13. All women in Wales are asked about alcohol and drug intake at the beginning of their pregnancy and offered support in reducing dependence. Welsh Government does not have accurate data on misuse of drugs during pregnancy but this is being developed as part of the implementation of the maternity strategy.


14. Drinking during pregnancy will have a significant impact on the physical and mental health of the woman and can result in Fetal Alcohol Syndrome (FAS). This disorder leads to lifelong intellectual and behavioural problems for the child. The diagnosis of FAS is difficult and requires a geneticist to confirm and it is probable that there is an under reporting. In Wales, the Congenital Anomaly Register and Information Service (CARIS) has been collecting data since 1998 and reports a rate of 0.07 per 1000 live births.


15. Key findings for the UK as a whole are:

a. Over half (54%) of mothers drank alcohol during pregnancy. However, among mothers who drank during pregnancy consumption levels were low. Only eight per cent of all mothers drank more than two units of alcohol per week on average.


b. Almost three-quarters of mothers (73%) who drank during pregnancy received advice about drinking, with midwives being the most common source.


Fetal Movements


16. Following a large trial on ‘Kick Counting’ approximately 20 years ago, which showed no difference to infant mortality, the practice of asking women to do this was phased out. There is now a wide variation in practice across UK and Europe.


17. The NICE Guidelines do not support formal fetal movement ‘Kick Counting’ but recommend that all women should report diminished fetal movements (DFM) and an assessment made for fetal wellbeing.


18. Evidence does suggest that a significant reduction or sudden change in movement is an important clinical sign. Reduced fetal movements usually does not indicate a problem with the pregnancy but can sometimes be an important warning sign that the foetus is not receiving enough oxygen from the mother, via the placenta.


19. The recent finding of a reduction in stillbirths in Norway indicated that implementation of clinical practice guidelines and information for women on fetal movement is encouraging and a larger study is now being carried out and UK participation is being encouraged.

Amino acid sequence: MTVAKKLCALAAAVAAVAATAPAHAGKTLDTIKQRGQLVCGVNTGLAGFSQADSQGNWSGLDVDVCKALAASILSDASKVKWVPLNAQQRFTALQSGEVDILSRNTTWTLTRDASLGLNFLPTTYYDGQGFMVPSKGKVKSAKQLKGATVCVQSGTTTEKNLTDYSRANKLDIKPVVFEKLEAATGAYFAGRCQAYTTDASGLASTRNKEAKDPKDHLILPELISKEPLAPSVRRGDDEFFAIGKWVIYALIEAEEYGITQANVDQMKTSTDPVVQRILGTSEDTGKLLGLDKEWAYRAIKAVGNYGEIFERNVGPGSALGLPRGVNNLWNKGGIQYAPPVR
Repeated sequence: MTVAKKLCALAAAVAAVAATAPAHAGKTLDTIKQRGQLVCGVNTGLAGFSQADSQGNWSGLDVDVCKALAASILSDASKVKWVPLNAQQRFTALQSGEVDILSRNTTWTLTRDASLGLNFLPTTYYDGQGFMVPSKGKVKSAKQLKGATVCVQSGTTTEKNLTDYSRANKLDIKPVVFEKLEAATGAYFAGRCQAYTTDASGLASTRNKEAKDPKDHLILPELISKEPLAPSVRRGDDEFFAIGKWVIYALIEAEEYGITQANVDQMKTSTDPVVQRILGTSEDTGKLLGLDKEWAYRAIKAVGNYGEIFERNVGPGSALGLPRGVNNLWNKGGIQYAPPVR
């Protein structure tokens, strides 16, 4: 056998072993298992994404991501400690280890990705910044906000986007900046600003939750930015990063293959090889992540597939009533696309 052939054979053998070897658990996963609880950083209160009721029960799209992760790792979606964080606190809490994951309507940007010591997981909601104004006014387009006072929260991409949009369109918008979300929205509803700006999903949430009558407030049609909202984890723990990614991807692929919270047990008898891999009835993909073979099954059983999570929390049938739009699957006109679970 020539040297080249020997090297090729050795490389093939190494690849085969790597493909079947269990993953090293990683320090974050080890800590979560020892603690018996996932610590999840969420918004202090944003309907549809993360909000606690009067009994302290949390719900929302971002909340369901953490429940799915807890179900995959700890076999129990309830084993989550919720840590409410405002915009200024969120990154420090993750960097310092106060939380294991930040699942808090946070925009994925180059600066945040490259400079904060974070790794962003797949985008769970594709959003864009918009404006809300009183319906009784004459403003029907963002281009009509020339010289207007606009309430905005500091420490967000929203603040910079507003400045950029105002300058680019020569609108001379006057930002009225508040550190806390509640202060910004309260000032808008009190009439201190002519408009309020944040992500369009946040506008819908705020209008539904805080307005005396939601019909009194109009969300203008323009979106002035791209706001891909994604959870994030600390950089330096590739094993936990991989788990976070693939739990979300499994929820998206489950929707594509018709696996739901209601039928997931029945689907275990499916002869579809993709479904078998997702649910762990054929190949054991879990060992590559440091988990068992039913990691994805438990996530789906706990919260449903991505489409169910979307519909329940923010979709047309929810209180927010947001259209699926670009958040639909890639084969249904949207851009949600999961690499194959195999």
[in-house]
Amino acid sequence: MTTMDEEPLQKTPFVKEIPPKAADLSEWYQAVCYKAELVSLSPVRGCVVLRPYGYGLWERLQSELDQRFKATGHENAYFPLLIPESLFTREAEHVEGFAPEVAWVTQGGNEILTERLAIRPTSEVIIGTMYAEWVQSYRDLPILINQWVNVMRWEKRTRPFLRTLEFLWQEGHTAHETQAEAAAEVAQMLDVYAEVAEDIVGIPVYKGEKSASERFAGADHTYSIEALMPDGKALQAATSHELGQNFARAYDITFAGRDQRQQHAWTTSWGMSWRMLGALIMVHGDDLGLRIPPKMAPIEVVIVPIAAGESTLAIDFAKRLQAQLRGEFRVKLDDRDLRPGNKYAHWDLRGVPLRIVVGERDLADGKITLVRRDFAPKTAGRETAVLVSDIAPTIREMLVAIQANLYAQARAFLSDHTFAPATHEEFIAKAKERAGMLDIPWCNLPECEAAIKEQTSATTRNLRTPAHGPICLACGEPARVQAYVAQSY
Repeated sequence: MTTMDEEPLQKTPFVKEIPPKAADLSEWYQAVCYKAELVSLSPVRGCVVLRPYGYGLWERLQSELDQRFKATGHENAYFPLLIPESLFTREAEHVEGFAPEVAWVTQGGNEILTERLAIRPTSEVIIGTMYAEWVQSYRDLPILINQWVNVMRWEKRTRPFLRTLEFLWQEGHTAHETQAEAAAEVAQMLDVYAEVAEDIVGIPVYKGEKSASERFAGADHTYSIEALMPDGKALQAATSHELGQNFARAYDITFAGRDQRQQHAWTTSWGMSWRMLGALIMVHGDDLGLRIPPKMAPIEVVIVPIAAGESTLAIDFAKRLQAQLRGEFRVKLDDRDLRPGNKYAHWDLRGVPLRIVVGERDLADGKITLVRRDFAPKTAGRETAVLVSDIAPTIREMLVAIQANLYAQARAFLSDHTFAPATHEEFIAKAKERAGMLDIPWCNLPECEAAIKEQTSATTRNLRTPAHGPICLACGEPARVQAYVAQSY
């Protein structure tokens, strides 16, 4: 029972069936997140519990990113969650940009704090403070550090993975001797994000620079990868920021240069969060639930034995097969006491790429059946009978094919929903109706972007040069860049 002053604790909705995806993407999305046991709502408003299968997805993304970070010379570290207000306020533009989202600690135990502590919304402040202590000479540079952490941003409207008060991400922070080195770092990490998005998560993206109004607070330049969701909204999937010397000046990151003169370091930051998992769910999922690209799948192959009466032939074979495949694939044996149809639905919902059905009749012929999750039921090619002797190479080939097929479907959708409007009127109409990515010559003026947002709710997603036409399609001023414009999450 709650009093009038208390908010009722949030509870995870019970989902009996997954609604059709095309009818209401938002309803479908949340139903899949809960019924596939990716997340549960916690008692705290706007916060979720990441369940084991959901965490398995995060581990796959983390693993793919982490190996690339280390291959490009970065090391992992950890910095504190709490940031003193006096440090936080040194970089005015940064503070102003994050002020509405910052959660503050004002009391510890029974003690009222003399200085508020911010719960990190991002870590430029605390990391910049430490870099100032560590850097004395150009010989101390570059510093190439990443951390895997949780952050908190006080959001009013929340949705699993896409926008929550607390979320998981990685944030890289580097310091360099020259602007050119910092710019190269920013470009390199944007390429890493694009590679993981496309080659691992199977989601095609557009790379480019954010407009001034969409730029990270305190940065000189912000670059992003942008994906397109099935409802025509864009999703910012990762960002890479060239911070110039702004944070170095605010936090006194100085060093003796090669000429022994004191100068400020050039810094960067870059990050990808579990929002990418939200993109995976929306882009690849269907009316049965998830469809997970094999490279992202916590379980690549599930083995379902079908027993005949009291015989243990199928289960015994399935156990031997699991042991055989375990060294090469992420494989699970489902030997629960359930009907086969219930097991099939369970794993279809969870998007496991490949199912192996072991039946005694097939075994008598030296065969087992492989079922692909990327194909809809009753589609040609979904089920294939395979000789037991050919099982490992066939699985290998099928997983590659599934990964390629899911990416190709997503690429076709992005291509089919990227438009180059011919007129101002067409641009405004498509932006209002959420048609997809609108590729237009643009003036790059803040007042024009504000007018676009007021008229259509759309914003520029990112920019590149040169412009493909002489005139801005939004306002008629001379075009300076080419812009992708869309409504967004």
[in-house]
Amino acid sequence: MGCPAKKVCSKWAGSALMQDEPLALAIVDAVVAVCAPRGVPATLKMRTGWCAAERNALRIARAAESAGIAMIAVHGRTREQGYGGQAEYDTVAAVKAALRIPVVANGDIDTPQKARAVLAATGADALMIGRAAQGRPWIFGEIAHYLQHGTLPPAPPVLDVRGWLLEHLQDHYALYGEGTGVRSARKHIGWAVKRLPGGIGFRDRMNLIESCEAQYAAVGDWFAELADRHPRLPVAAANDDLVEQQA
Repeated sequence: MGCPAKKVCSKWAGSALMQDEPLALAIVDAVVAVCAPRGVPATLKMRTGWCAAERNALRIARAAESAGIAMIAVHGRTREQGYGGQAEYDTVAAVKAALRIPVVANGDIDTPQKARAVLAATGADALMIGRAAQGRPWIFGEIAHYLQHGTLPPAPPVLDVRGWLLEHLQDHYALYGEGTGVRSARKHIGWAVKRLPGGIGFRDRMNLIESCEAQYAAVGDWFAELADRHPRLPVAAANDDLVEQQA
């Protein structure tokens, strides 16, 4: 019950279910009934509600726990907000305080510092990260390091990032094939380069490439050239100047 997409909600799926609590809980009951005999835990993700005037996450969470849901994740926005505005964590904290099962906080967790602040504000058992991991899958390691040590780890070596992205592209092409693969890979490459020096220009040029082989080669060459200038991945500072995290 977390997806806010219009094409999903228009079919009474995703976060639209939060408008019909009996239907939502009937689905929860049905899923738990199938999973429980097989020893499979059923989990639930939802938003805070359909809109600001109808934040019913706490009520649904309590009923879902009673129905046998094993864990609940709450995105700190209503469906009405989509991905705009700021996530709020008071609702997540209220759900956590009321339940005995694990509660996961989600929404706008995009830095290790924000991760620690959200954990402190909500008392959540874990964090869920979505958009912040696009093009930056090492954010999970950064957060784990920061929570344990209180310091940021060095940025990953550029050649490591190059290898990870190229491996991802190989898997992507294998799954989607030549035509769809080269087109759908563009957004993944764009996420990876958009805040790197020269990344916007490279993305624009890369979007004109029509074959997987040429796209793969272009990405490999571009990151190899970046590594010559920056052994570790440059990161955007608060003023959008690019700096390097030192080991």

20. The challenge is in how to define reduce movements and how to monitor women without increasing anxiety. The Royal College of Obstetricians and Gynaecologists (RCOG) produced guidelines last year, which looks at how women should be aware of their baby’s movement patterns in the womb, gives advice to clinicians, reviews the risk factors and the factors influencing maternal perception. These guidelines are supported by the Stillbirth and Neonatal Death Society (SANDS).


21. Based on available evidence the National Stillbirth Working Group will be developing an all Wales protocol on reduced fetal movements (see item 36-38)






22. Growth restriction has a known association with stillbirth, but its identification is currently very poor.


23. Researchers have demonstrated there is no benefit in measuring the fundal height [measurement of uterine growth taken abdominally with a tape measure] in low risk population to detect poor growth, as it is inaccurate.  


24. However, there is a continued need to draw on best practice from around Europe, internationally and the rest of the UK with a view to share and/or implement in Wales.


25. Both fetal movements and growth restriction are being discussed by the National Stillbirth Working Group being co-ordinated by 1000 Lives Plus.


Post –mortem


26. The main issue that affects the understanding of the causes of stillbirth is that there is a very low rate of paediatric post mortem.


27. The perinatal post-mortem rate in the UK remains low at around 42.4%, as a result of emotional distress and partly influenced by the organ retention scandals in the late 1990s. In Wales in 2010, 44.4% of women gave consent for post-mortem following stillbirth.


28.  There are several reasons why post-mortem rates on babies are so low:

·         In many cases bereaved parents are put off consenting to a post-mortem because the process for seeking consent is bewildering. Parents can be overwhelmed and confused by the complexity of the questions they are asked.